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News release issued Monday, 7 July, 2014

Council risks making a bad position worse

Urban fringe report being adopted as policy without any public scrutiny

Brighton & Hove Friends of the Earth (BHFOE) is calling on Brighton & Hove City Council to put on hold the consultation on the proposed modifications to the City Plan.  These are due to be considered at Policy & Resources Committee on Friday [1].  BHFOE believes that going ahead with the proposed modifications is premature.  The Urban Fringe Assessment Report has not been subject to any consultation or public scrutiny yet the Council appears to be adopting it as policy [2].

Instead, BHFOE would like to see a public consultation on Urban Fringe Report take place first with modifications to the City Plan coming forward after that.  It is particularly concerned about the proposed amendments to the urban fringe Policy SA4 [see note 1].

Chris Todd from BHFOE said:

“We understand that the Council is between a rock and a hard place because of Government changes to the planning system [3].  However, the proposed modifications to the City Plan will make a bad situation worse.  These changes will give developers the green light to build on any of the sites listed in the urban fringe report, even if the consultants have got their facts wrong.

“Whilst we are not saying no development anywhere, we have serious concerns about loss of green space (which is in short supply across the city) and the impact on the National Park with some of these proposals.  That’s why we need to have this report properly scrutinised now before any changes are made to the City Plan.

“We were also very surprised to see the amount of housing on major development areas fall [4].  This has led to housing being shifted from sustainable locations, where there is good access to services, to the urban fringe where there are not.  This needs reversing.

“We also need our local MPs and councillors to make strong representations to Government about the unfairness of the current planning system and the problems created by London’s distorted housing market [5].”

[1]   BHCC’s Policy & Resources Committee meets at 2pm, Friday, 11 July, 2014 in the Council Chamber at Hove Town Hall, to discuss the proposed modifications to the City Plan, which includes amending the amount of housing across the whole city, not just the urban fringe.  It is also recommending changing the policy on the urban fringe (SA4) to the following:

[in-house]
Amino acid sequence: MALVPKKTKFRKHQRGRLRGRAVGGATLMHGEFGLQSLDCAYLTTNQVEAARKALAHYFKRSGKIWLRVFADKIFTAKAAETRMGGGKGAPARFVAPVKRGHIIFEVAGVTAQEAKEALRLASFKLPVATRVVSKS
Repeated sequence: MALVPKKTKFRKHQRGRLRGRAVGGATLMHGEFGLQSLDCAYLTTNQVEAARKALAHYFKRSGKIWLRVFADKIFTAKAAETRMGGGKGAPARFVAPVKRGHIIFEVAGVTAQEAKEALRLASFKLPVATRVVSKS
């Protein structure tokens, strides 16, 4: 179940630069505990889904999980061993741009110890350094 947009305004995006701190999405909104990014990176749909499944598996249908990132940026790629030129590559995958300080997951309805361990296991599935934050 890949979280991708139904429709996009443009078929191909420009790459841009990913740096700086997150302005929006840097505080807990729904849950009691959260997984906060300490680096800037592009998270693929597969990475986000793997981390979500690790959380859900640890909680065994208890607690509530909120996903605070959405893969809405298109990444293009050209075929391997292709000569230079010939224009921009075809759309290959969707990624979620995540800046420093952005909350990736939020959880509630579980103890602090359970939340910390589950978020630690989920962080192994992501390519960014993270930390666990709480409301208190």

Development within the urban fringe will be permitted where:

a) a site has been allocated for development in a development plan document; or

b) a site (or part of a site) has been identified in the 2014 Urban Fringe Assessment Study as having potential for residential development; or

c) a countryside location can be justified;

and where it can be clearly demonstrated that:

d) the proposal has had regard to the downland landscape setting of the city;

e) all any adverse impacts of development are minimised and appropriately mitigated and/or compensated for; and

f) where appropriate, the proposal helps to achieve the policy objectives set out above.

BHFOE wants b) above deleted as it believes it is premature and will prejudice which sites will be developed before there has been any scrutiny of the Urban Fringe Assessment or before they are considered in Part 2 of the City Plan.

[2]   The Brighton & Hove Urban Fringe Assessment by consultants LUC has been produced without any stakeholder involvement nor has it been subject to public scrutiny to test whether its recommendations are sound.  For example, the South Downs National Park Authority was not involved in the production of the report, so none of the claims about possible impacts on the South Downs have been tested or assessed by the body charged with safeguarding their future.

[3]   The Government changed the planning system making it easier for developers to do what they want if an area does not have an up to date adopted Local Plan.  Unfortunately, the time given to local planning authorities to draft, consult and adopt a Local Plan were ridiculously short.  See CPRE’s website for an outline of concerns with the new planning system.

[4]   Housing numbers on major development areas is set to fall from 6,155 units to 6,010,a drop of 145 homes, the main drops being in the New England Quarter and London Road area, Hove Station and Shoreham Harbour.  See pages 8/9, Appendix 2, Brighton & Hove City Plan Part One – Proposed Modifications Schedule.

[5]   See article in Planning Resource.  This highlights the housing pressure many local planning authorities are under around London because of the failure to build enough housing in the capital.

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